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The authors of the above Clinical Report wish to acknowledge that this report was inspired by the research conducted by Dr. Dianne Neumark-Sztainer and colleagues at the University of Minnesota. The five points outlined for pediatricians to use to help prevent obesity and eating disorders are based on the ideas published by Dr. Neumark-Sztainer in her paper entitled “Preventing Obesity and Eating Disorders in Adolescents: What can health care providers do?” (Ref 49).
Neville H. Golden MD, FAAP, Marcie Schneider MD, FAAP, Christine Wood MD, FAAP (Lead Authors, on behalf of the Committee on Nutrition, Committee on Adolescence and Section on Obesity Executive Committee)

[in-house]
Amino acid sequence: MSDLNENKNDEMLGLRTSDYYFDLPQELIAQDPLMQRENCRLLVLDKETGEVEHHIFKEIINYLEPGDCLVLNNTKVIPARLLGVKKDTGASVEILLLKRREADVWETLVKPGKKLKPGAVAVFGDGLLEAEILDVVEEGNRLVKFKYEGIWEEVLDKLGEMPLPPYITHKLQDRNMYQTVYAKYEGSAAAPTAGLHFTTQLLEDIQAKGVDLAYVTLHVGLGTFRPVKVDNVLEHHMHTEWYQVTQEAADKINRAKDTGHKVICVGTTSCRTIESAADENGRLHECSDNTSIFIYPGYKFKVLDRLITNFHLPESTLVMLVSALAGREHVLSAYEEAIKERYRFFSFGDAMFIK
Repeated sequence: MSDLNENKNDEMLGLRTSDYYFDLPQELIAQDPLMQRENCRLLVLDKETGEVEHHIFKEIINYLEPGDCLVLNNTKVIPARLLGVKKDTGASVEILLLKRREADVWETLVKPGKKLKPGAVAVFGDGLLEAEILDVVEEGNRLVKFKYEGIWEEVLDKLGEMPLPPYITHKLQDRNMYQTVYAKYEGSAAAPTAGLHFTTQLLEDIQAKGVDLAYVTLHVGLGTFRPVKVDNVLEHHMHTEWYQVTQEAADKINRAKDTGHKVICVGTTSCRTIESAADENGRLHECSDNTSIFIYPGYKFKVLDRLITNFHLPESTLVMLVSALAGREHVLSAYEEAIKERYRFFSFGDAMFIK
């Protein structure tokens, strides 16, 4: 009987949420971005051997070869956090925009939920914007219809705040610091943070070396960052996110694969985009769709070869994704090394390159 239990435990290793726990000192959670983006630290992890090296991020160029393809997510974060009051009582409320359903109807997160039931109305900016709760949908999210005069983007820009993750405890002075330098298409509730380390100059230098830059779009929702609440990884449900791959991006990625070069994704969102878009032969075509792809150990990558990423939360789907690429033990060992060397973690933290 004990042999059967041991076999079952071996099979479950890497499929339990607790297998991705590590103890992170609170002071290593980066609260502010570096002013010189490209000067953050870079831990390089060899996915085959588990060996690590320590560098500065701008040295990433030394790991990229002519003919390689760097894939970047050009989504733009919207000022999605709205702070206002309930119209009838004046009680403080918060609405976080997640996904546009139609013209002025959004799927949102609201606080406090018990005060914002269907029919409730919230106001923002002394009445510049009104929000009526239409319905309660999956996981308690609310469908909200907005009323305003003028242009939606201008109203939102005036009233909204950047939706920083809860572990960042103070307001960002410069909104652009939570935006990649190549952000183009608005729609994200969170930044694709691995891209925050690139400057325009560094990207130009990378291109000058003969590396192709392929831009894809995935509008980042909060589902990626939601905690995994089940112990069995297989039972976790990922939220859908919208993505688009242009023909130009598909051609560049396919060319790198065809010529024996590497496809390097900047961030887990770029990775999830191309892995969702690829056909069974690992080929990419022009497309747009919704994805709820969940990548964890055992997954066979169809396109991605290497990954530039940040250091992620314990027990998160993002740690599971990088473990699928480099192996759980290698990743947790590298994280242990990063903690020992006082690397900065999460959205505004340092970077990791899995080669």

mentioned in this article is the disproportionate effect on minorities with regards to eating disorders and obesity. However, in pediatrics, there is a battle constantly being fought with eating habits and that which children are offered in school. For many low income families, they can't afford more food, and they rely on school for breakfast and lunch. In every discussion I had with families with regards to what is offered, it has always been the same; carbs, carbs, carbs. It is either pizza, burgers, hot dogs, pasta/cheese, or just another heavy carb meal. They are offered chocolate milk as a staple beverage. Minimal amounts of fruits and/or vegetables are offered. The issue is the families may indeed try to change their home eating habits, no longer having sodas, stopping or at least minimizing juices/sugary beverages, and decreasing carbs (ie rice, pasta), but they can't control the school foods being offered. This needs to be addressed as a separate but equally important component, often out of the control of the parents' hands for financial reasons, which often again effects the children most vulnerable.
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